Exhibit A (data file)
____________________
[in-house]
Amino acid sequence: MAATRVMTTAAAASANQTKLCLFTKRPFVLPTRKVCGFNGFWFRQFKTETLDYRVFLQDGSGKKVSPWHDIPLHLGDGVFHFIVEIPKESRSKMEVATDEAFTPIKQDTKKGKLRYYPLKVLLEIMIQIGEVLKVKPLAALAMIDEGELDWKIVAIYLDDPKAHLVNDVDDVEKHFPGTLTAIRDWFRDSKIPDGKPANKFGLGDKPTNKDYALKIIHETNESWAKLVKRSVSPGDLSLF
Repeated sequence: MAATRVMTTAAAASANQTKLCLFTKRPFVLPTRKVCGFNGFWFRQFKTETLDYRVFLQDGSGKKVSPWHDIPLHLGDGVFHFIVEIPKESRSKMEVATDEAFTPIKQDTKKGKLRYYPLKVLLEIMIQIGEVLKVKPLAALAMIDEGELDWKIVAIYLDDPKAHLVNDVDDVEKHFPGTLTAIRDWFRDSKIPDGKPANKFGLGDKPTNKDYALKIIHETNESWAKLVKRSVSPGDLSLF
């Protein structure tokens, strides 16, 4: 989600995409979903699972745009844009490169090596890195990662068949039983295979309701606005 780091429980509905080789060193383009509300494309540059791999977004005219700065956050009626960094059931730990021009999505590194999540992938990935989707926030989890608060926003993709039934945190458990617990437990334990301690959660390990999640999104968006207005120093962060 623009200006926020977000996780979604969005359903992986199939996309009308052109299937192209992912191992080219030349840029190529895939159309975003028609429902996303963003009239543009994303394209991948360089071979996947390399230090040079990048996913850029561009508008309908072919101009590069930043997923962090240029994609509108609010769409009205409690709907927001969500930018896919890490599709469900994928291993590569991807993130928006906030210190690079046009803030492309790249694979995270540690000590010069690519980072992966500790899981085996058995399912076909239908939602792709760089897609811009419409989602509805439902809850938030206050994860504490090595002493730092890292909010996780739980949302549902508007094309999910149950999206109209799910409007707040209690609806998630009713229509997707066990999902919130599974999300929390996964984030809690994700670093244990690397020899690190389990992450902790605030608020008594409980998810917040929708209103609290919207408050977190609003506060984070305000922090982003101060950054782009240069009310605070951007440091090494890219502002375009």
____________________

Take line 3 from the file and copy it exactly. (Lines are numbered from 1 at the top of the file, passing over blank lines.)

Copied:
Repeated sequence: MAATRVMTTAAAASANQTKLCLFTKRPFVLPTRKVCGFNGFWFRQFKTETLDYRVFLQDGSGKKVSPWHDIPLHLGDGVFHFIVEIPKESRSKMEVATDEAFTPIKQDTKKGKLRYYPLKVLLEIMIQIGEVLKVKPLAALAMIDEGELDWKIVAIYLDDPKAHLVNDVDDVEKHFPGTLTAIRDWFRDSKIPDGKPANKFGLGDKPTNKDYALKIIHETNESWAKLVKRSVSPGDLSLF